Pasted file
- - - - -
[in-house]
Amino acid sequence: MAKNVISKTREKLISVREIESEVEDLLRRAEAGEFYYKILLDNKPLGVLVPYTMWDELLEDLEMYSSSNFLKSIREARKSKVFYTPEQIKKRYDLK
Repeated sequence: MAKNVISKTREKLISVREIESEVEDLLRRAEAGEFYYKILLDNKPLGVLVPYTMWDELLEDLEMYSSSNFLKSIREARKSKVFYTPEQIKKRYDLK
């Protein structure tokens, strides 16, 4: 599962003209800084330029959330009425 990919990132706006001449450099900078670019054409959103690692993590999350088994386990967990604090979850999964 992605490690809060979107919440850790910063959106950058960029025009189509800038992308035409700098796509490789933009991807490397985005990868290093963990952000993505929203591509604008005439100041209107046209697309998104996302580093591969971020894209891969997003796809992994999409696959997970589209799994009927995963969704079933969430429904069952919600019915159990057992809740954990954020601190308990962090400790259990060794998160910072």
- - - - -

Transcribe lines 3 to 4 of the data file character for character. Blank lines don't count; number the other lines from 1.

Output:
Repeated sequence: MAKNVISKTREKLISVREIESEVEDLLRRAEAGEFYYKILLDNKPLGVLVPYTMWDELLEDLEMYSSSNFLKSIREARKSKVFYTPEQIKKRYDLK
């Protein structure tokens, strides 16, 4: 599962003209800084330029959330009425 990919990132706006001449450099900078670019054409959103690692993590999350088994386990967990604090979850999964 992605490690809060979107919440850790910063959106950058960029025009189509800038992308035409700098796509490789933009991807490397985005990868290093963990952000993505929203591509604008005439100041209107046209697309998104996302580093591969971020894209891969997003796809992994999409696959997970589209799994009927995963969704079933969430429904069952919600019915159990057992809740954990954020601190308990962090400790259990060794998160910072």